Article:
Event Category: Sports
A mainstay on our list of itineraries for almost two decades, this journey takes us from land to sea, mountain to va lley, state to state, adventure to adventure. We begin our remarkable journey in Salt Lake City, Utah and head to the mountains of Montana’s Beaverhead-Deerlodge National Forest for a six day hike in Big Sky Country. The Pioneer Mountains link more than the plains and the mountains; they also unite earth and sky. The drama is unforgettable. More than 160 high mountain lakes, over a thousand miles of fishable streams, mile upon mile of amazingly wild, remote, undiscovered trails — life up here is paradise. By the time we leave, we are able to navigate off trail by map and compass, efficiently pressure-breathe at altitude and locate the perfect campsite.
We travel further into the Big Sky of Montana and camp, stopping to visit our friends, the Hutterites, for a once in a lifetime experience. Over the years, we have learned to appreciate their simple lifestyle. These hardy, disciplined people have strong ideas about how to live. Their way of life is such that they still, to this day, have no police force. For over 30 years, the Steins have been welcomed into their homes, and since 1991 they have extended the same hospitality to RLT groups.
We leave the Hutterites laden with homegrown vegetables from their garden and travel through the great northwest to Olympic National Park. Dwarfed by some of the tallest redwoods in the world, we explore a fern-lined gully filled with blue waters and vibrant moss. We spend five exhilarating days on the Olympic Coast — four of which we spend hiking the coast, pausing to scan the horizon for migrating whales. During low tide we explore the mysterious life in the tidal pools, and at high tide we watch otters and seals snack on what lies below. From here, we catch our first view of Mt. Rainier, a mystical giant in the distance reigning over Puget Sound.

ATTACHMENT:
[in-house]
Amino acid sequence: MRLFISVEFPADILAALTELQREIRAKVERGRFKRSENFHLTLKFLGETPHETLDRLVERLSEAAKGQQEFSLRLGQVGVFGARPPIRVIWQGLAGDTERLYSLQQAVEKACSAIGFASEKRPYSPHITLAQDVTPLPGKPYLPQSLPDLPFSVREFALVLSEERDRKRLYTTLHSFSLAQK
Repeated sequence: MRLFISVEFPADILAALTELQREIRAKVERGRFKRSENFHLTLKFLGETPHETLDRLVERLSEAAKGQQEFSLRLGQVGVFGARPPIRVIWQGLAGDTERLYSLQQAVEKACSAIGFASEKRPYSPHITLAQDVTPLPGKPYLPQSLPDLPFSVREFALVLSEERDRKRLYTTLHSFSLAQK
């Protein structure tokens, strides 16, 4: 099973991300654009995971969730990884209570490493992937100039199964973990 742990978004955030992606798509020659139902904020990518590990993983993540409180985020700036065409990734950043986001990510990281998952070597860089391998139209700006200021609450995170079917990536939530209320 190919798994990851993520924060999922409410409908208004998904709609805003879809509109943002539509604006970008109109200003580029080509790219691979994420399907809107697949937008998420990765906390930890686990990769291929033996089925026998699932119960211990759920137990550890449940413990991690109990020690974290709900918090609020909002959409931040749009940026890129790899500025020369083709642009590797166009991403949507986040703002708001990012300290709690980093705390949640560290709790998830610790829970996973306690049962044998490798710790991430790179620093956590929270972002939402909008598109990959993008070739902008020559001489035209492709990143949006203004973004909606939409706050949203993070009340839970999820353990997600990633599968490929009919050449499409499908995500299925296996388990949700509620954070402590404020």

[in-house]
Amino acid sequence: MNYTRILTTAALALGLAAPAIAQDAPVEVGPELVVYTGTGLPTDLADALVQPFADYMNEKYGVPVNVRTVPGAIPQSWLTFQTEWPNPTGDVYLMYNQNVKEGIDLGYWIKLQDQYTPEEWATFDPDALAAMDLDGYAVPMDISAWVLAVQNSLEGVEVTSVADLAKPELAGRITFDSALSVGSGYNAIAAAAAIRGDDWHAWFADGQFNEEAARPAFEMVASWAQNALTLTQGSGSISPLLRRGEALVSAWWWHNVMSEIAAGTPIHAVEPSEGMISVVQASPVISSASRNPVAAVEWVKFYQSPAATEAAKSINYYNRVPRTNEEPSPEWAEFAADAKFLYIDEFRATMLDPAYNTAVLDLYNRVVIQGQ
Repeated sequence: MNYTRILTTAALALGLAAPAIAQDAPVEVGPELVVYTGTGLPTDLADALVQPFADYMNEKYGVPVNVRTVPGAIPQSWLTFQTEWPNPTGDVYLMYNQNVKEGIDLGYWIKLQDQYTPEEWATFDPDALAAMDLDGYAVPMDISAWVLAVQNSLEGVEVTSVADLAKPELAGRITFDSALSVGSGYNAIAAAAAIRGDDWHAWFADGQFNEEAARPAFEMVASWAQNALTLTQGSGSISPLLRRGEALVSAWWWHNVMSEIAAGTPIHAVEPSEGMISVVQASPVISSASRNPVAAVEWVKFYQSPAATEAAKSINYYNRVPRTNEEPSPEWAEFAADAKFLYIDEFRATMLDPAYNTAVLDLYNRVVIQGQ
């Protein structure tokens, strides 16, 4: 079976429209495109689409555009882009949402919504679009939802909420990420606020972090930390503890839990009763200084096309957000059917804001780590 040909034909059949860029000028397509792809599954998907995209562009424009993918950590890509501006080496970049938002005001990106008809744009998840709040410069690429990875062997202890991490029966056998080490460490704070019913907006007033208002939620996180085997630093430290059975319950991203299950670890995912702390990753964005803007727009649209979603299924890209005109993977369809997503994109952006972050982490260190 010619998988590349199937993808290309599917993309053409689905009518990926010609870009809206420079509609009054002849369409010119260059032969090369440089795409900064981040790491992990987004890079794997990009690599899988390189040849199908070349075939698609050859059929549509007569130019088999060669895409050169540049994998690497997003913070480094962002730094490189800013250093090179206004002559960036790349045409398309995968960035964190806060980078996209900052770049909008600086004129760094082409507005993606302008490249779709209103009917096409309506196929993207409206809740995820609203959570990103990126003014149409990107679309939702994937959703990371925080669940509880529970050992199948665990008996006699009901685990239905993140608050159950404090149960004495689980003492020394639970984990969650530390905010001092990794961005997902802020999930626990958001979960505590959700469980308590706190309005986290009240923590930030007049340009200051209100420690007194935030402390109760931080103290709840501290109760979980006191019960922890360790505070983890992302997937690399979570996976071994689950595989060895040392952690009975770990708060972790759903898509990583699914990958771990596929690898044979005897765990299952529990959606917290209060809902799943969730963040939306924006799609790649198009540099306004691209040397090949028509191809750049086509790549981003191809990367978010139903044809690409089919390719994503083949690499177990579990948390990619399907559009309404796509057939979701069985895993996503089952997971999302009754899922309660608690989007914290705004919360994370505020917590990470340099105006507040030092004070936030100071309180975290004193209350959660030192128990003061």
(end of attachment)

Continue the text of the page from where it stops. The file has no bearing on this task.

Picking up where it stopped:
We leave Olympic for Mt. Erie, where we spend two days rock climbing. Scaling the granite walls of the highest point on Fidalgo Island, we have a commanding view of the San Juan Islands and the sparkling waters below. The glacier-smoothed igneous rock is the perfect place to test ourselves while learning climbing styles, techniques, knots and belay options.
After tackling Mt. Erie, we venture onto Mt. Rainier. There, we harness up with world-class climber Lou Whittaker and his crew from Rainier Mountaineering for a four-day ice and snow mountaineering course. The earth’s largest volcanic peak, Mt. Rainier is one of the toughest and most spectacular climbs in North America. Its 24 billion cubic feet of ice are fissured with crevasses 30 feet across and 1,000-feet deep; undaunted, we make our bid for the 14,411-foot peak. Consider the view from the summit — looking down through the clouds, we can see the world curve.
From Mt. Rainier, we head back to Idaho to face the Salmon River. Cutting a gorge deeper than the Grand Canyon, the Salmon River flows in a pattern of alternating calm pools, dramatic plunges and roaring rapids. For four days, we race down the narrow, fast-dropping river in our rafts and inflatable kayaks, surrounded by clear water, pine forests and rocky canyon walls.
After the rush of running the “river of no return,” we leave the Salmon to head home. We have explored mountains and glaciers, ocean and rain forest, river and rocks, and experienced the natural beauty of four states. That’s no small feat. To celebrate our accomplishments, we throw a banquet and muse over a summer that will forever be etched in our memories.